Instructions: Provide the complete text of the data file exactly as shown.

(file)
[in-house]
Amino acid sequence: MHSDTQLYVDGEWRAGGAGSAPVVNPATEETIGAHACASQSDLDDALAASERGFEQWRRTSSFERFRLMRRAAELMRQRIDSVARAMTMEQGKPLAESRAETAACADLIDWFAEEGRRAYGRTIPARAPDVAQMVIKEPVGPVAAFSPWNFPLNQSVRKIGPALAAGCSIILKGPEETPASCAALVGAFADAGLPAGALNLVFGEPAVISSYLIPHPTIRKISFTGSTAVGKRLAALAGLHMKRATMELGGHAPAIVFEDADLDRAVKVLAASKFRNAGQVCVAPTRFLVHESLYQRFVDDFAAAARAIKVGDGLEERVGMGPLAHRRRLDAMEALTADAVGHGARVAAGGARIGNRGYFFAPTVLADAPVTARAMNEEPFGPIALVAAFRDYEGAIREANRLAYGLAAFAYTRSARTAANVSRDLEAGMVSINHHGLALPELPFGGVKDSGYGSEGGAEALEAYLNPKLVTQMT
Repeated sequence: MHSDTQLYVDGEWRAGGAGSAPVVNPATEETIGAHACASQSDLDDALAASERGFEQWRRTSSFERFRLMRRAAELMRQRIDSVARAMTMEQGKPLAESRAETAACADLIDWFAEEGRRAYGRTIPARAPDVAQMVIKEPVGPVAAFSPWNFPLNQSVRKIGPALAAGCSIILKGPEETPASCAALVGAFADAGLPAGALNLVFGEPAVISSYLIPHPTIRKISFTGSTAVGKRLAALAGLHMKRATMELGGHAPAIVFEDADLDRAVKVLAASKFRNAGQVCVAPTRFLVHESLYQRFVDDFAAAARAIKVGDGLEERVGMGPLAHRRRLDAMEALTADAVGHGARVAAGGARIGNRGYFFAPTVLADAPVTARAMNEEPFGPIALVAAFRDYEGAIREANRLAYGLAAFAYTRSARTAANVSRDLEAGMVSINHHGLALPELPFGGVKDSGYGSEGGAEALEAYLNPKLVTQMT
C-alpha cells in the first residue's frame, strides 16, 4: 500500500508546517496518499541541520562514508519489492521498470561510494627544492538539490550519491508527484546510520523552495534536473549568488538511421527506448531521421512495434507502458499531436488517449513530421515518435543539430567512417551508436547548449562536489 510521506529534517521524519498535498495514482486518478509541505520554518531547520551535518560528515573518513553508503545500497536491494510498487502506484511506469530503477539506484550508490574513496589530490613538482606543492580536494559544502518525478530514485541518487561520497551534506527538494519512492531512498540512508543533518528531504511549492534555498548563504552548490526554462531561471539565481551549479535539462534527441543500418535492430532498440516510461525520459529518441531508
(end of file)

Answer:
[in-house]
Amino acid sequence: MHSDTQLYVDGEWRAGGAGSAPVVNPATEETIGAHACASQSDLDDALAASERGFEQWRRTSSFERFRLMRRAAELMRQRIDSVARAMTMEQGKPLAESRAETAACADLIDWFAEEGRRAYGRTIPARAPDVAQMVIKEPVGPVAAFSPWNFPLNQSVRKIGPALAAGCSIILKGPEETPASCAALVGAFADAGLPAGALNLVFGEPAVISSYLIPHPTIRKISFTGSTAVGKRLAALAGLHMKRATMELGGHAPAIVFEDADLDRAVKVLAASKFRNAGQVCVAPTRFLVHESLYQRFVDDFAAAARAIKVGDGLEERVGMGPLAHRRRLDAMEALTADAVGHGARVAAGGARIGNRGYFFAPTVLADAPVTARAMNEEPFGPIALVAAFRDYEGAIREANRLAYGLAAFAYTRSARTAANVSRDLEAGMVSINHHGLALPELPFGGVKDSGYGSEGGAEALEAYLNPKLVTQMT
Repeated sequence: MHSDTQLYVDGEWRAGGAGSAPVVNPATEETIGAHACASQSDLDDALAASERGFEQWRRTSSFERFRLMRRAAELMRQRIDSVARAMTMEQGKPLAESRAETAACADLIDWFAEEGRRAYGRTIPARAPDVAQMVIKEPVGPVAAFSPWNFPLNQSVRKIGPALAAGCSIILKGPEETPASCAALVGAFADAGLPAGALNLVFGEPAVISSYLIPHPTIRKISFTGSTAVGKRLAALAGLHMKRATMELGGHAPAIVFEDADLDRAVKVLAASKFRNAGQVCVAPTRFLVHESLYQRFVDDFAAAARAIKVGDGLEERVGMGPLAHRRRLDAMEALTADAVGHGARVAAGGARIGNRGYFFAPTVLADAPVTARAMNEEPFGPIALVAAFRDYEGAIREANRLAYGLAAFAYTRSARTAANVSRDLEAGMVSINHHGLALPELPFGGVKDSGYGSEGGAEALEAYLNPKLVTQMT
C-alpha cells in the first residue's frame, strides 16, 4: 500500500508546517496518499541541520562514508519489492521498470561510494627544492538539490550519491508527484546510520523552495534536473549568488538511421527506448531521421512495434507502458499531436488517449513530421515518435543539430567512417551508436547548449562536489 510521506529534517521524519498535498495514482486518478509541505520554518531547520551535518560528515573518513553508503545500497536491494510498487502506484511506469530503477539506484550508490574513496589530490613538482606543492580536494559544502518525478530514485541518487561520497551534506527538494519512492531512498540512508543533518528531504511549492534555498548563504552548490526554462531561471539565481551549479535539462534527441543500418535492430532498440516510461525520459529518441531508